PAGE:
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Manager: Vilhelm Torkildsen, Bergen
Built in Fredrikstad, Norway in 1915. Launched as Viv.
Captain: Ingvald Mathiesen
Her voyages are listed on this original image received from the National Archives of Norway.
Please compare the above voyages with Arnold Hague's Voyage Record below.
(Received from Don Kindell - His source: The late Arnold Hague's database).
Follow the convoy links provided for more information on each.
Marstenen sailed in Convoy HX 26 in March-1940. She was bound for Glasgow with canned goods, and had station 35 of the convoy, which left Halifax on March 9. Early the following month she's listed as bound for Barry in Convoy OB 124, which left Liverpool on Apr. 6 - Fernbank, Janna and Solstad are also listed. According to the external website that I've linked to below, Marstenen later joined Convoy OB 127, originating in Liverpool on Apr. 10 (dispersed Apr. 14). Her voyage information is given as Barry-Halifax, station 33, however, I'm not sure that she joined this convoy, because she shows up again (together with Annik, whose captain served as Vice Commodore) in Convoy OB 137 (left Apr. 26, dispersed Apr. 29). From the archive document, we learn that she arrived St. John, N.B. on May 13, having started out from Milford Haven on Apr. 27. She headed back across the Atlantic at the end of May, arriving Dublin on June 15. I have no convoy information for this voyage, and according to A. Hague, she had made it independently. He has now included her, along with Braga and Triton, in Convoy OB 179, originating in Liverpool on July 5, dispersed July 9. The archive document says she arrived St. John's, N.F. on July 18 (she had started out from Milford Haven on the 6th). Direct links to all these OB convoys have been provided within the Voyage Record above.
More details on the other Norwegian ships mentioned here can be found with the help of the alphabet index at the end of this page, or go to the Master Ship Index
Marstenen had departed Indian Bay on July 23-1940 with a cargo of 789 1/2 cubic fathoms of pulpwood, of which about 200 fathoms were on deck, arriving St. John's that same day. While there, minor engine repairs were carried out, and in accordance with instructions from London, cement slabs were fitted around the bridge and wireless room for protection.
She left St. John's again on Aug. 1, arriving Sydney, C. B. on Aug. 3, departing the following day in the Sydney portion of Convoy HX 63, with arrival Belfast on Aug. 18 in order to be degaussed there. She left Belfast again in the afternoon of Aug. 21, bound for Gourock to get the electric system tested, and arrived Gourock Roads on Aug. 22. The test was carried out on the 25th, whereupon she left on Aug. 28 in convoy for London (A. Hague has included her, with Lyng and Sjofna, in Convoy WN 11 - external link - the archive document gives departure Clyde Aug. 27, destination Ridham Dock). She had passed Duncansby Head at around 18:00 on Aug. 30, and about 3 hours later those on board heard firing on the port side of the convoy, assumed to be coming from an escorting destroyer. On the bridge at the time were Captain Mathiesen, 2nd Mate Strand and Deck Boy Powell (lookout), with the Estonian Ordinary Seaman Vallist at the wheel. Steward Skogvoll had been requested by the captain to stand by the machine gun.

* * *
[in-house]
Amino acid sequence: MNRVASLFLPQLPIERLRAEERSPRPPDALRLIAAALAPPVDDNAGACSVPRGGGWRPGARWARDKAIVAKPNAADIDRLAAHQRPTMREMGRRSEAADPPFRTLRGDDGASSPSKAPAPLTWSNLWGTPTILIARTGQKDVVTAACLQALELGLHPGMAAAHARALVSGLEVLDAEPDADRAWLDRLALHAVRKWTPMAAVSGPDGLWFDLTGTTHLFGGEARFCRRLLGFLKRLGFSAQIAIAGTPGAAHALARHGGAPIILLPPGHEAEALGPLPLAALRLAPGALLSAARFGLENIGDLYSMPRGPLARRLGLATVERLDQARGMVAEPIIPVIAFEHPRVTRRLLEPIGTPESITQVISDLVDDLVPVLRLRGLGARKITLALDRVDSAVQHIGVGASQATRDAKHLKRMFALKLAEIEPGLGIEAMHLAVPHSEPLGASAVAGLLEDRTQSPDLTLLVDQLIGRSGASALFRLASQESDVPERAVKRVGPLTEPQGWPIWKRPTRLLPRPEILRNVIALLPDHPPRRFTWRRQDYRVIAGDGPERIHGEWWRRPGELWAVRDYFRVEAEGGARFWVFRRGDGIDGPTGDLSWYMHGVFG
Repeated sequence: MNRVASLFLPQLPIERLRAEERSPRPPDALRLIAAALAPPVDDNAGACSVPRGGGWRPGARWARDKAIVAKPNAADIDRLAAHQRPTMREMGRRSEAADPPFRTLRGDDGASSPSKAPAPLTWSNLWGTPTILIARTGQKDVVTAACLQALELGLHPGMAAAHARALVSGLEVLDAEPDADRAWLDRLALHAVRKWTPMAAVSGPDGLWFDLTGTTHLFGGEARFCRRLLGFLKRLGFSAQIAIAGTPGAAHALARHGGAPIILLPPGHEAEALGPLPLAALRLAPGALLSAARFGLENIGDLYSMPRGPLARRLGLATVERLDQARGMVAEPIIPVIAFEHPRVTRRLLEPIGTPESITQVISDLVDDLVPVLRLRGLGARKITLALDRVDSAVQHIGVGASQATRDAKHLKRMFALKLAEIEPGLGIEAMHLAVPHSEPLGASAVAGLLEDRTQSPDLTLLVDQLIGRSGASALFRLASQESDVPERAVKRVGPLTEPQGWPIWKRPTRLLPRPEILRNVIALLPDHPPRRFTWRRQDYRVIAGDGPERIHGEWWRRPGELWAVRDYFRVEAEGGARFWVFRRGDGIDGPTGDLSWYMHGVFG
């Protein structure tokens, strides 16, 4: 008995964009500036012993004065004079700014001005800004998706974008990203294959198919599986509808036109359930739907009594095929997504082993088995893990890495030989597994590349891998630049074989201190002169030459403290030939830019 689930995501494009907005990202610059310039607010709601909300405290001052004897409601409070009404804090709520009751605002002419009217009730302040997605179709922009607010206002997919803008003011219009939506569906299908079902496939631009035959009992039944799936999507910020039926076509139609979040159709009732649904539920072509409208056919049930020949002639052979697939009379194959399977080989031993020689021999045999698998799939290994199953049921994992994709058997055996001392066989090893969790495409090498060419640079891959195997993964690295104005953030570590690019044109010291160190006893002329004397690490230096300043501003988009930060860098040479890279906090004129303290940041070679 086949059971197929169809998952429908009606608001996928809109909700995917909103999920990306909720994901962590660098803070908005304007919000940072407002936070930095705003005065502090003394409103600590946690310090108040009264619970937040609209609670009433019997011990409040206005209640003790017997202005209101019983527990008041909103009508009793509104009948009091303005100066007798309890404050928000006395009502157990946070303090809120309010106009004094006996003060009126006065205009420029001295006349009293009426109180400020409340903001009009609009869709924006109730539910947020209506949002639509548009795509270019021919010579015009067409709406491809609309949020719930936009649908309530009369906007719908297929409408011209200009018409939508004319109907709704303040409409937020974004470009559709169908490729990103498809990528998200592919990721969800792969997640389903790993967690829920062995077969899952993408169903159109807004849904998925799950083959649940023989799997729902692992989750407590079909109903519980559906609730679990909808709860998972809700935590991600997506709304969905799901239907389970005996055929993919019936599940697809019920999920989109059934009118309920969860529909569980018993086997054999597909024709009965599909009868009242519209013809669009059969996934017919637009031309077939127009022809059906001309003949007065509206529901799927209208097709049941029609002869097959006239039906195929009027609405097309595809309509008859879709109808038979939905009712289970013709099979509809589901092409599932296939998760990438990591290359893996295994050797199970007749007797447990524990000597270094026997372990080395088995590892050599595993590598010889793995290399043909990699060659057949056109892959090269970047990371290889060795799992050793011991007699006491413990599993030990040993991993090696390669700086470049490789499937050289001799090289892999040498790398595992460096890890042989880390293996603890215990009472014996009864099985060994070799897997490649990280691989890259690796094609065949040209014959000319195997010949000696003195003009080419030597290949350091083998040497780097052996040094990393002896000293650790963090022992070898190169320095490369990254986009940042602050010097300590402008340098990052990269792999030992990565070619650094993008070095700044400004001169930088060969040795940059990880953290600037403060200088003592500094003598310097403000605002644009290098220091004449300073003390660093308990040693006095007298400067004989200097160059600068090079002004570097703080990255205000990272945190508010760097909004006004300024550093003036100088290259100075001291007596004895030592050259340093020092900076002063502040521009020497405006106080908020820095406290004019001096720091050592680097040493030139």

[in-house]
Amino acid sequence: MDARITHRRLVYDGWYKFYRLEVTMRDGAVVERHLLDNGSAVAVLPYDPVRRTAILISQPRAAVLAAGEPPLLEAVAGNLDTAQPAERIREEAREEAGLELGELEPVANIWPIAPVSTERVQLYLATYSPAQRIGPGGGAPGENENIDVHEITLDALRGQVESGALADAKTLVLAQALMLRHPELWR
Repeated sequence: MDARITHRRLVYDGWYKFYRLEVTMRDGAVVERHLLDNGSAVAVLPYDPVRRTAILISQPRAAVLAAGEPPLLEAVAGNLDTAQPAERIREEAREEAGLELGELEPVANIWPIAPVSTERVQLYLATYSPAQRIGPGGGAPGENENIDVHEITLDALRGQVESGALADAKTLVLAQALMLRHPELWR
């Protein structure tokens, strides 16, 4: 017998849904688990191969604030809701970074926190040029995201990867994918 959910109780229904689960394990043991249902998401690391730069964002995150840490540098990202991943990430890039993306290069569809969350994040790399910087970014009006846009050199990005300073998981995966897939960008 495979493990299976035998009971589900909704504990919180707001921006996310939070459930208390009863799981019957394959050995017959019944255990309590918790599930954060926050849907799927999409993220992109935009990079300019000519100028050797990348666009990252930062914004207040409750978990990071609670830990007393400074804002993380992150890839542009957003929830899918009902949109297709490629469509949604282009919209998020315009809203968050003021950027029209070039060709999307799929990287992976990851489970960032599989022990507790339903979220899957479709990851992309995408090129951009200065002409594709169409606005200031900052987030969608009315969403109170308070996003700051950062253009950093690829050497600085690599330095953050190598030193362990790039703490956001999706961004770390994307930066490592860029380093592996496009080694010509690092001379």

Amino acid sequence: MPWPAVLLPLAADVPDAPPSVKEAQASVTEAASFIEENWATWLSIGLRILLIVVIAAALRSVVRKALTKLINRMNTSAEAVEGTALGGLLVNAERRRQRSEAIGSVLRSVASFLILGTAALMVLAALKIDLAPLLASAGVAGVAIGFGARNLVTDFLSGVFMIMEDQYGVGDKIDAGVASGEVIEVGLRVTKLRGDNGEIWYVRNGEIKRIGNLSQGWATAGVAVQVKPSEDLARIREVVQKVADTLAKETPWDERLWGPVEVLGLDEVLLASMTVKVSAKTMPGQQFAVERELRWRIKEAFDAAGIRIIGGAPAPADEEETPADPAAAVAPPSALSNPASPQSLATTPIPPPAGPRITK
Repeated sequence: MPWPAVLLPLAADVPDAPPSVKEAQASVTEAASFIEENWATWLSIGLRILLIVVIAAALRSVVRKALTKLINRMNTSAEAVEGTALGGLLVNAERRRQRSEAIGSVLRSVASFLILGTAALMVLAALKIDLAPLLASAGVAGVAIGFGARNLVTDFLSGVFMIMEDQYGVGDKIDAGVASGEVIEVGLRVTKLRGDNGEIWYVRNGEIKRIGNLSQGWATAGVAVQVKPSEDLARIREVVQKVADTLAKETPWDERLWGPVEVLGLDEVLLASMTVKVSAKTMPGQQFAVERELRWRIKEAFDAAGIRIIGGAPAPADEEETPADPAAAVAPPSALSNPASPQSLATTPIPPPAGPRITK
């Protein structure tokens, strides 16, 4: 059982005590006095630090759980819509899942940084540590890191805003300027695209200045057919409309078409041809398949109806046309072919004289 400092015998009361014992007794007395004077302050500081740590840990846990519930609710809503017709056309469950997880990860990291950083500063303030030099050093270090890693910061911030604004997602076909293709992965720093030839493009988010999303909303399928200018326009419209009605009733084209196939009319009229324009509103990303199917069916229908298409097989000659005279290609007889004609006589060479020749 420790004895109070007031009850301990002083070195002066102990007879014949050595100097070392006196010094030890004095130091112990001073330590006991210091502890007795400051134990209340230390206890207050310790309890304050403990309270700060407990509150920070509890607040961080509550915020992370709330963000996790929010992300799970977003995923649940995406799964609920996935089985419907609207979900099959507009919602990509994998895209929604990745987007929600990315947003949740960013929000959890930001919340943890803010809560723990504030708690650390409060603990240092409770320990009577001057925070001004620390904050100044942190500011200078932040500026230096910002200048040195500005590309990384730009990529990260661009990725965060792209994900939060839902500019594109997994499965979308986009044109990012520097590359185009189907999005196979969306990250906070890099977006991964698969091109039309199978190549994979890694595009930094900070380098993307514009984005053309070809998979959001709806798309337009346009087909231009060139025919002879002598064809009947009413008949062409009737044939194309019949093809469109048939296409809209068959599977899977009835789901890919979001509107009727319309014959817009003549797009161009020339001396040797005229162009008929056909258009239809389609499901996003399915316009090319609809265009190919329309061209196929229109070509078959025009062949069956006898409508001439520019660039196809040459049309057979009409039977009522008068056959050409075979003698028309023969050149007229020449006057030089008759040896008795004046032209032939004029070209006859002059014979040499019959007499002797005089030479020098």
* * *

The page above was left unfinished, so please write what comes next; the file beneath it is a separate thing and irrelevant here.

Suddenly, at about 21:30, when about 22 n. miles southeast of Duncansby Head a violent explosion occurred aft on the port side, with a column of water rising high in the air. She had been attacked by German aircraft, a bomb (or torpedo?) having detonated outside No. 4 hatch, causing water to rush into the engine room. The captain had seen an aircraft on the port side off No. 2 hatch, with its wing tips almost at the height of their deck cargo stanchions which measured about 17'. However, no sound had been heard from the plane, so it was assumed it had come down with its engine shut off.
All the men were subsequently ordered to the lifeboats. The port boat left with 10 men who were picked up by the Swedish steamer Birgitta (from the same convoy) and landed in Methil, later sent on to Leith with arrival there on Sept. 2. The starboard boat was kept alongside as long as possible, but as Marstenen was sinking quickly by the stern, and it looked as if she was going to capsize, they rowed away as fast as they could, and were barely away when the ship capsized to port and went under to the after part of the forecastle with her bow out of the water. The 11 men in this boat were later picked up by an escorting destroyer and landed in Leith on Sept. 1, where they were assisted by the Norwegian consul.
A tug went out to see if the wreck could be saved, but she sank that evening (Aug. 30), 58 23N 02 37W.
The inquiry was held in Leith on Sept. 10-1940 with the captain, the 2nd mate, Ordinary Seaman Vallist, Deck Boy Powell, the steward and the 1st engineer appearing.
Back to Marstenen on the "Ships starting with M" page.
The text on this page was compiled with the help of: "Nortraships flåte", J. R. Hegland, "Sjøforklaringer fra 2. verdenskrig", Norwegian Maritime Museum, Volume II and misc. - (ref. My sources).